When it comes to weak home sales data, the blame usually falls on skittish consumers, too afraid to commit to such a big purchase in a still-shaky economic environment.
Not this time.
Sales of previously owned homes fell 1.5 percent in May, according to the National Association of Realtors, but this time economists blamed a tightening supply of homes for sale.
"The slight pullback in monthly home sales is more likely due to supply constraints rather than softening demand," said Lawrence Yun, NAR chief economist, in a statement. "The normal seasonal upturn in inventory did not occur this spring."
At the current sales pace, total housing inventory fell to just under 2.5 million homes, according to NAR, more than 20 percent below levels last year and down from a record high 4 million unsold properties recorded in July 2007.
Markets in the West have been particularly crippled by a lack of homes for sale, with Realtors in those states clamoring for faster foreclosure processing to get more properties on the market sooner.
"They have more buyers than available property," Yun added, a phenomenon that has fueled bidding wars and super-quick sales in some of the nation's hottest markets.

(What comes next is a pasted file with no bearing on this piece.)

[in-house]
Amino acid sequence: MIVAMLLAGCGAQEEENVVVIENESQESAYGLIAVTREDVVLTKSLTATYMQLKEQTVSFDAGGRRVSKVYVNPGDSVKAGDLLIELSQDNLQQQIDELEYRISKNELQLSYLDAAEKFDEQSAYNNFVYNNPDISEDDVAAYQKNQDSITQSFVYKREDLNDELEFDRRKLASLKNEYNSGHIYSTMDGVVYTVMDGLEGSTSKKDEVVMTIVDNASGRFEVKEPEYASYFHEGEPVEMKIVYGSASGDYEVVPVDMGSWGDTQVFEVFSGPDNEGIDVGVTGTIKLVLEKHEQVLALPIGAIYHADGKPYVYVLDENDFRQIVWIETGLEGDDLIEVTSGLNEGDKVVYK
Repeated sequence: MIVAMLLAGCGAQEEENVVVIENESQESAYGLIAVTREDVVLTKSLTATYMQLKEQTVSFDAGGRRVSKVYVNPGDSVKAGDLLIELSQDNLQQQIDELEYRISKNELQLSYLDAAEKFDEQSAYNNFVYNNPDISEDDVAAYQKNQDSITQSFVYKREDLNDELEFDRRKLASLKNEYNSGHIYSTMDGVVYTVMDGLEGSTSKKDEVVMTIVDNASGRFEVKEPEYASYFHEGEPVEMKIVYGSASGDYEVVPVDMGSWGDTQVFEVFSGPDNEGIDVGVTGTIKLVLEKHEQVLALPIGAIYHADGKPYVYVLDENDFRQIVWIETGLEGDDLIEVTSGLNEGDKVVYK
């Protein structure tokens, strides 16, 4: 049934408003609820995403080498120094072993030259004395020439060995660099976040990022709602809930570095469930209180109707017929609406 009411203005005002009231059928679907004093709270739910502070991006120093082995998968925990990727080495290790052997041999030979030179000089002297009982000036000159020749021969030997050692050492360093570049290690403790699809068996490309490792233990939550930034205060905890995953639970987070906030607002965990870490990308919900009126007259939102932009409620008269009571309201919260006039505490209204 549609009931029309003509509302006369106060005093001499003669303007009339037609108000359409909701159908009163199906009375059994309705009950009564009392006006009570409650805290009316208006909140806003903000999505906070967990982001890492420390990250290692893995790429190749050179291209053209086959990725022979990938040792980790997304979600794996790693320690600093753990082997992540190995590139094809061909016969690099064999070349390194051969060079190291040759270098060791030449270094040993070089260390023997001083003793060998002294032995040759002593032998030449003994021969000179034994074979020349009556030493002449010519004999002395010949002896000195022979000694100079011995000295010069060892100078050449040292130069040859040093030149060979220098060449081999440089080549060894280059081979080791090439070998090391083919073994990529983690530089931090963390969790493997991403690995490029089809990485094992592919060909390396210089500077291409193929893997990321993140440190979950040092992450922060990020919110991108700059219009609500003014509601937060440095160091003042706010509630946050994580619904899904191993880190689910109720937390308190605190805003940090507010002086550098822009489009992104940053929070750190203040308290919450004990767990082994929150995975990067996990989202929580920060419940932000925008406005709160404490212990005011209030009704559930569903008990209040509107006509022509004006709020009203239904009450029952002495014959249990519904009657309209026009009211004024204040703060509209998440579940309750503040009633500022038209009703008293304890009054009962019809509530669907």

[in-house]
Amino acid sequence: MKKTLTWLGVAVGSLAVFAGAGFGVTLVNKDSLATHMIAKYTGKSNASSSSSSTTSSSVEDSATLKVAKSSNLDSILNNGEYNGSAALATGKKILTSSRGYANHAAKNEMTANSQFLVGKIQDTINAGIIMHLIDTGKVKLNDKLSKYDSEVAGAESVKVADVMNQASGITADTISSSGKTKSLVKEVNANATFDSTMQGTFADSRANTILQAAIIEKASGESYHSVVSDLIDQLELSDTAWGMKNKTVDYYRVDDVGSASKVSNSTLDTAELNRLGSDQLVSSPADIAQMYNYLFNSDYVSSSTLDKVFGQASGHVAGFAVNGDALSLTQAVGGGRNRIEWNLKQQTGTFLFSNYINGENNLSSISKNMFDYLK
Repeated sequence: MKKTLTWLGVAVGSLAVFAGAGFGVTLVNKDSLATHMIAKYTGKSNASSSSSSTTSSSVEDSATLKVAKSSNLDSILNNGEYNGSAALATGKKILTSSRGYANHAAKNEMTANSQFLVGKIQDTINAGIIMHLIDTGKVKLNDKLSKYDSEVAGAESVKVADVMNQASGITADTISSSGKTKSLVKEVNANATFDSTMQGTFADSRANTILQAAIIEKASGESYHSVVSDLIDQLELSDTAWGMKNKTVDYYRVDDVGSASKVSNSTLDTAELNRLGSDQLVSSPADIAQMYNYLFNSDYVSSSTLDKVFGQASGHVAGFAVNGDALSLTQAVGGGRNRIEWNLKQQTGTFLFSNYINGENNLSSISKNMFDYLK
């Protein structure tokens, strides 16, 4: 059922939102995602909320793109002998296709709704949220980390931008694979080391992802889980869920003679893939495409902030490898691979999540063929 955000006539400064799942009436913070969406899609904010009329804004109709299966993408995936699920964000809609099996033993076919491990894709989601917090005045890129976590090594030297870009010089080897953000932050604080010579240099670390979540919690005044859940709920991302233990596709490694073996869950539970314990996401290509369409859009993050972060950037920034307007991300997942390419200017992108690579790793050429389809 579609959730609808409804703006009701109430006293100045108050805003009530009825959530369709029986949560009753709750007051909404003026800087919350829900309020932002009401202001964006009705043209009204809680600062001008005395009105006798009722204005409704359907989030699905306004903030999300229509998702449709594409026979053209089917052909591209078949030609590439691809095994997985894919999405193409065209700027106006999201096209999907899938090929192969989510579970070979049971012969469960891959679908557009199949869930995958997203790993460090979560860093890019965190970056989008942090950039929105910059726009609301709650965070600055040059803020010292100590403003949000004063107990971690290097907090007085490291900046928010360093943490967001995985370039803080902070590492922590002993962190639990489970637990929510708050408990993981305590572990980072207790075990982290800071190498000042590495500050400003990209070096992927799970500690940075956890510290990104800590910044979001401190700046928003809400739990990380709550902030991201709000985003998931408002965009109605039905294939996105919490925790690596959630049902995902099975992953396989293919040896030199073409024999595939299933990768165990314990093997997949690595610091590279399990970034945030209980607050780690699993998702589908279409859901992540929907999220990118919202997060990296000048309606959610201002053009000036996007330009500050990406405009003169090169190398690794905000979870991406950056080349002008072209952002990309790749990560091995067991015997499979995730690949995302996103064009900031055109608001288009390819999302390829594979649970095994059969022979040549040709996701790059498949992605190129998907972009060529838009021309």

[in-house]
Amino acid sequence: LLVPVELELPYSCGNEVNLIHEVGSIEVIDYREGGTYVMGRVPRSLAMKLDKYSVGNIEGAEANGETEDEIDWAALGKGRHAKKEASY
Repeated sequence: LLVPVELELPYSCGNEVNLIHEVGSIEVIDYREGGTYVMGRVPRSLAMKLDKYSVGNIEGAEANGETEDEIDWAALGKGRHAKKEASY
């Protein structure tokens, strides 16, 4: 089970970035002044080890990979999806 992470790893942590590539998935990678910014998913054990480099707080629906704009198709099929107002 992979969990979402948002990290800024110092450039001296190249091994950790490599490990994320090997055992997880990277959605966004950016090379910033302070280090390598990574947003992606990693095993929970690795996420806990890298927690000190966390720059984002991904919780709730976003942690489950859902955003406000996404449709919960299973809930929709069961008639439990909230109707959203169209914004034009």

But even with supply issues crimping sales, numbers were still almost 10 percent above levels seen a year ago, making May the 11th consecutive month of year-over-year gains. Still, economists foresee a continued tightening of supply in coming months.
[Read: Housing Starts Slump in May.]
"The trend in our view will remain tilted toward a gradual receding in the stock of properties as demand for housing continues to firm," Michael Gapen of Barclays wrote in a note to clients.
More evidence that home prices are stabilizing was also embedded in the NAR report. Median existing-home prices rose almost 8 percent to about $183,000 in May, marking the third consecutive month of year-over-year gains. Economists attribute much of the improvement in prices to fewer distressed home sales, which tend to bring deep discounts.
Investors also made up a smaller proportion of sales in May, giving credence to the notion that more traditional buyers are re-entering the market.
Meg Handley is a business reporter for U.S. News & World Report. You can reach her at firstname.lastname@example.org and follow her on Twitter.